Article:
Allelic shift in cis-elements of the transcription factor gene RAP2.12 underlies adaptation associated with humidity in Arabidopsis thaliana (Science Adv)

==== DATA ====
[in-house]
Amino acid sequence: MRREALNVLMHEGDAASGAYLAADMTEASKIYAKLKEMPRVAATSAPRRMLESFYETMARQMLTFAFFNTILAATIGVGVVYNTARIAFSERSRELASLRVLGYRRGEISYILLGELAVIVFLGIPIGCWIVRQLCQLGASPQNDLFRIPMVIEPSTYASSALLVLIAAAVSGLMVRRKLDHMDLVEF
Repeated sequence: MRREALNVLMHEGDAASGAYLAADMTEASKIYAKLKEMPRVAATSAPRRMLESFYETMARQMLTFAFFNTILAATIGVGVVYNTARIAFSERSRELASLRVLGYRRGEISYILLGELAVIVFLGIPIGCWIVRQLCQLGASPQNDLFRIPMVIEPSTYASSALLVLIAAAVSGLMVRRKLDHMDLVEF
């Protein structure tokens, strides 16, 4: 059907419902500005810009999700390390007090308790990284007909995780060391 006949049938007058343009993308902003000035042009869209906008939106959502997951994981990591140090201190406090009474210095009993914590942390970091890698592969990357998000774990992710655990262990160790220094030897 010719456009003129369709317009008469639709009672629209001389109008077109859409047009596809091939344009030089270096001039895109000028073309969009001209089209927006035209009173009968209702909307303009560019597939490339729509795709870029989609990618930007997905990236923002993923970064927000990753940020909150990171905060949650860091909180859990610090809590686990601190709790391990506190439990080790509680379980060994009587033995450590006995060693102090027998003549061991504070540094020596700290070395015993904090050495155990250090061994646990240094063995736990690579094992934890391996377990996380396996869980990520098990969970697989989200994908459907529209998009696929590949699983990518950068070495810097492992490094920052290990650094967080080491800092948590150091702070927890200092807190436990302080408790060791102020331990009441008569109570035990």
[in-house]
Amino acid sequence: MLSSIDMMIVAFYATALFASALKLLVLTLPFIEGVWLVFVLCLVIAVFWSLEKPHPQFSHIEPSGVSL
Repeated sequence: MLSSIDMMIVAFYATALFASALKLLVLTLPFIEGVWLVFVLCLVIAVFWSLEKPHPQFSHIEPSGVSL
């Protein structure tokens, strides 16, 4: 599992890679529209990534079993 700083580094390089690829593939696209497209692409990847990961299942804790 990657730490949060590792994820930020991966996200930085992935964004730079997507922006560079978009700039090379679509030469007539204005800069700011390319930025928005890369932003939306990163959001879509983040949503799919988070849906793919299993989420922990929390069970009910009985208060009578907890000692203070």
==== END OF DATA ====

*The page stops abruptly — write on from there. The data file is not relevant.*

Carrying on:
To better understand plant responses to different environments, Lou et al. compared Arabidopsis thaliana accessions derived from Sichuan (high precipitation/regular flooding) and Tibet (arid) to isolate genetic adaptations towards flooding stress. The two accessions showed divergent phenotypes: the Sichuan accession was able to recover much more effectively after submergence, while the Tibet accession could better survive drought. A GWAS with expression analysis revealed the RAP2.12 gene as the causal gene underlying flooding stress tolerance. RAP2.12 encodes a Group VII ETHYLENE RESPONSE FACTOR (ERFVII) which activates hypoxia-responsive genes. Although RAP2.12 derived from both accessions could activate flooding stress response, mRNA abundance of RAP2.12 was significantly higher in the Sichuan accession. Thus, the authors looked at the promoters of the two alleles. Promoter-Sichuan (pSic) accumulated RAP2.12 in hypoxic conditions at a higher rate than promoter-Tibet (pTib), and these promoters contain different cis-element sequences: pTib with a W box that can bind to WRKY transcription factors, and pSic with a WT box that is bound uniquely by WRKY70. WRKY70 is upregulated upon submergence, and WRKY70 acts specifically through the RAP2.12 alleles that have a WT box to induce submergence tolerance. Interestingly, under drought conditions, RAP2.12 is upregulated with pTib and downregulated with pSic. Ecological analysis suggested that arid and humid climates, leading to drought or hypoxic stresses respectively, were strong selective forces in accessional distribution of either WT or W boxes in RAP2.12, and further hint at A. thaliana’s evolutionary history as a plant originating in arid regions, later adapting to flooding stress after colonizing more humid lands. (Summary by Benjamin Jin) Science Advances 10.1126/sciadv.abn8281